The story describes the adventures of Maxim Kammerer. Kammerer is an amateur space explorer from Earth. This occupation is not considered serious and Kammerer is regarded as a failure by his friends and relatives. The novel starts when Kammerer accidentally discovers an unexplored planet Saraksh inhabited by a humanoid race. The level of technological development on the planet is similar to mid-20th century Earth. Recently, the planet had a nuclear and conventional war and the predicament of the population is dire. When Kammerer lands, the natives mistake his spaceship for a weapon and destroy it.
At first, Kammerer does not take his situation seriously. He imagines himself a Robinson Crusoe stranded on an island inhabited by primitive but friendly natives. He is looking forward to establishing contact and befriending the population of the planet. However, the reality turns out to be far from glamorous. Kammerer finds himself in the capital of a totalitarian state, perpetually at war with its neighbors. The population is governed by an anonymous oligarchy of Unknown Fathers, with police and military omnipresent. The city is grim and polluted. The ordinary populace leads the life of privation and misery. What goes on around Kammerer does not make sense to him, since his own society is free from war, crime and material shortages.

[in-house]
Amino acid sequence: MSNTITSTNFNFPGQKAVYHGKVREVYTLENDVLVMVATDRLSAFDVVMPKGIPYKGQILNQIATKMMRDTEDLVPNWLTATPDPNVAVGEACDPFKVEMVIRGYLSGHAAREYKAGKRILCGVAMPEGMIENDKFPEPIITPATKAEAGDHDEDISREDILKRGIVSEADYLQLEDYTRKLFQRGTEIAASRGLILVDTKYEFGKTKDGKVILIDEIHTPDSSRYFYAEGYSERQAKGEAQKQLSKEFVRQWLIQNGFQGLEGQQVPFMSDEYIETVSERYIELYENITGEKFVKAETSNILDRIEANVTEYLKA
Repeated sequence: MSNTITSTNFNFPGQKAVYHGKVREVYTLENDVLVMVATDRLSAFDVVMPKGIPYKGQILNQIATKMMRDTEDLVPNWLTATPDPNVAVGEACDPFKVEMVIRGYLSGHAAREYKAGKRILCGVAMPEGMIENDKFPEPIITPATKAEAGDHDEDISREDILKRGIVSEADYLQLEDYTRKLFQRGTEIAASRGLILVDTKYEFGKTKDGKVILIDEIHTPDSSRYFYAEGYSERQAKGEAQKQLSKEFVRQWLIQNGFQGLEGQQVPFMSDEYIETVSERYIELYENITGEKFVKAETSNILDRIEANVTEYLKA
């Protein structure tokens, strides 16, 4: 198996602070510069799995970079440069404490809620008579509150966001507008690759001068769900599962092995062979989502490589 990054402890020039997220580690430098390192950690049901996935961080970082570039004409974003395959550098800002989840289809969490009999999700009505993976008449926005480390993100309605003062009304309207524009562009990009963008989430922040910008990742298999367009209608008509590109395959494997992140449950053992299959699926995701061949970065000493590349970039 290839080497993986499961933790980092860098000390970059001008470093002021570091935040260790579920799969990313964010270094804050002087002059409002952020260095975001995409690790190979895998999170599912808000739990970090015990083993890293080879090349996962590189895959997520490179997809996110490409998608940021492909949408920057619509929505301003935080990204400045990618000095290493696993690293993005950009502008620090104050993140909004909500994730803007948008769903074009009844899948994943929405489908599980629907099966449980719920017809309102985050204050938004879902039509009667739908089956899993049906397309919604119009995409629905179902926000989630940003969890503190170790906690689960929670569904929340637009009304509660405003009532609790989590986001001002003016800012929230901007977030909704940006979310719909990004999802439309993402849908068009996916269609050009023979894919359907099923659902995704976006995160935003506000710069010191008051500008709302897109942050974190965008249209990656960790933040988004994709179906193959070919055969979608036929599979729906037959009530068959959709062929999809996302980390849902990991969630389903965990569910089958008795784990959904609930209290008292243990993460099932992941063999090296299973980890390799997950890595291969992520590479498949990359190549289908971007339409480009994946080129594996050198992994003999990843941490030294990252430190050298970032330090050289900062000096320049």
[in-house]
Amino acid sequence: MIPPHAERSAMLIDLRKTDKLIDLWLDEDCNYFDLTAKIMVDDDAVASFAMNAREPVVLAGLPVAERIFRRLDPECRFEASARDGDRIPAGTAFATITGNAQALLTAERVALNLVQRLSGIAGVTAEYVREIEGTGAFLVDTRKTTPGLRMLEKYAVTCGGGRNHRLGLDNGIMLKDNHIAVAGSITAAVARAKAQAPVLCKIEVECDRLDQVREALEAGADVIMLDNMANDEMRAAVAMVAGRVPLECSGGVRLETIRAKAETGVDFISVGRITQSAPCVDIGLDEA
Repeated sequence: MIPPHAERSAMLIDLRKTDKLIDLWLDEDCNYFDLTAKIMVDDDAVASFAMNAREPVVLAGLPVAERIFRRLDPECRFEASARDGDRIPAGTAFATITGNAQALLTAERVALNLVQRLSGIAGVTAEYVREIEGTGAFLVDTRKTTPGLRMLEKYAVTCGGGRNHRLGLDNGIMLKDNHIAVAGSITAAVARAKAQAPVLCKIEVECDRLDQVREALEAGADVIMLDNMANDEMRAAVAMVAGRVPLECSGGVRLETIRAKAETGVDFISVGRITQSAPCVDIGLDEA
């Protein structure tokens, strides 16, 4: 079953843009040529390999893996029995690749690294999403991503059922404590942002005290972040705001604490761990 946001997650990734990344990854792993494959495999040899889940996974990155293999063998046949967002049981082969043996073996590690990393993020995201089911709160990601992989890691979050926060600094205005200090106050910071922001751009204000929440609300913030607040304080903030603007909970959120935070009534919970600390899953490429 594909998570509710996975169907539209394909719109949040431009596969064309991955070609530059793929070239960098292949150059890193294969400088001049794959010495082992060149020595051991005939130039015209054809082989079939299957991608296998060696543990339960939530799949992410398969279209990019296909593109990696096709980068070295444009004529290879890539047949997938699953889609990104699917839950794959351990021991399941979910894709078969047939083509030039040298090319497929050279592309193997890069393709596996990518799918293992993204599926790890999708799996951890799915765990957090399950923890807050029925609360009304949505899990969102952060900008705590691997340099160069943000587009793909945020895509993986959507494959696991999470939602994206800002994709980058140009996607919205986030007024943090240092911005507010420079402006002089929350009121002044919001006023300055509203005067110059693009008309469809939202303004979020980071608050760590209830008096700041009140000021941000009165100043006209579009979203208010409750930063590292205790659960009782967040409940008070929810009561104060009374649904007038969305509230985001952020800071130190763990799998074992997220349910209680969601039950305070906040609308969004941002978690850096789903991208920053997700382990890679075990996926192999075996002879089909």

Eventually, it is revealed that to maintain the loyalty of the population, the Fathers employ mind control broadcasts. The broadcast towers pepper the landscape of the country. The mind-altering capabilities of the towers are kept secret, they are disguised as ballistic missile defense installations. Constant broadcasts suppress the ability to evaluate information critically, hence making the omnipresent regime propaganda much more effective. In addition, twice a day, intense broadcasts relieve mental stress caused by the disconnect between the propaganda and the observed reality by inducing an outburst of blinding enthusiasm. The authors give a masterful description of this process at work, describing the thoughts of one of the characters as he switches from the state of peeved boredom and disdain for his superiors to the rapturous adoration of people around him and life in general.